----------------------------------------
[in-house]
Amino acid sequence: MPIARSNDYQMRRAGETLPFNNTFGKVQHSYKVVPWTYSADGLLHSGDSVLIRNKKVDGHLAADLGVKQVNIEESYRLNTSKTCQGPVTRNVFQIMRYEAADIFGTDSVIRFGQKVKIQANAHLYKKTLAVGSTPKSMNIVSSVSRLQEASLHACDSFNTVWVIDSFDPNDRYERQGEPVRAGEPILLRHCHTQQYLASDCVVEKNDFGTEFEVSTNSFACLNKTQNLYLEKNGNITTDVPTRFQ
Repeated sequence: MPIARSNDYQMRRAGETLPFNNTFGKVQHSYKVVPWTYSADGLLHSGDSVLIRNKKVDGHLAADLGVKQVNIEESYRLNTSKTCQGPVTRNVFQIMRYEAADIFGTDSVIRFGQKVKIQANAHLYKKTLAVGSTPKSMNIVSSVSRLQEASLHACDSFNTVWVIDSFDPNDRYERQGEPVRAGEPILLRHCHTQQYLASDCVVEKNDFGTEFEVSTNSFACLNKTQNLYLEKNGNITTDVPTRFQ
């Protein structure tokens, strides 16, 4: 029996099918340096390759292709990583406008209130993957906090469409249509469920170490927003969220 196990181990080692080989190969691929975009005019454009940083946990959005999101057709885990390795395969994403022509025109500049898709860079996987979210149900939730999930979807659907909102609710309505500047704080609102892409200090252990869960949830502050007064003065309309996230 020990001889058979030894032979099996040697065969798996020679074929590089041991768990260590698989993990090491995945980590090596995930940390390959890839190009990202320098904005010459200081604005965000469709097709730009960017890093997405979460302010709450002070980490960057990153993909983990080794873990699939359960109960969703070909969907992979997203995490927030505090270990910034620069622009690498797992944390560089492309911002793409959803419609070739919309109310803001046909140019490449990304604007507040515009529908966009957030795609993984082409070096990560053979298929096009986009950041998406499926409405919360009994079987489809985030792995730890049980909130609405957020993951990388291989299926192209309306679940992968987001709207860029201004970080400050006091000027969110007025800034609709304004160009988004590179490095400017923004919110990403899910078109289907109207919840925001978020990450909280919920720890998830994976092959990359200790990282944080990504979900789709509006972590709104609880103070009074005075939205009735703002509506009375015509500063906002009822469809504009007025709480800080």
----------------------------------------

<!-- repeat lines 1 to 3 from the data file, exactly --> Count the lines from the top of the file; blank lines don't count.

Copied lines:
[in-house]
Amino acid sequence: MPIARSNDYQMRRAGETLPFNNTFGKVQHSYKVVPWTYSADGLLHSGDSVLIRNKKVDGHLAADLGVKQVNIEESYRLNTSKTCQGPVTRNVFQIMRYEAADIFGTDSVIRFGQKVKIQANAHLYKKTLAVGSTPKSMNIVSSVSRLQEASLHACDSFNTVWVIDSFDPNDRYERQGEPVRAGEPILLRHCHTQQYLASDCVVEKNDFGTEFEVSTNSFACLNKTQNLYLEKNGNITTDVPTRFQ
Repeated sequence: MPIARSNDYQMRRAGETLPFNNTFGKVQHSYKVVPWTYSADGLLHSGDSVLIRNKKVDGHLAADLGVKQVNIEESYRLNTSKTCQGPVTRNVFQIMRYEAADIFGTDSVIRFGQKVKIQANAHLYKKTLAVGSTPKSMNIVSSVSRLQEASLHACDSFNTVWVIDSFDPNDRYERQGEPVRAGEPILLRHCHTQQYLASDCVVEKNDFGTEFEVSTNSFACLNKTQNLYLEKNGNITTDVPTRFQ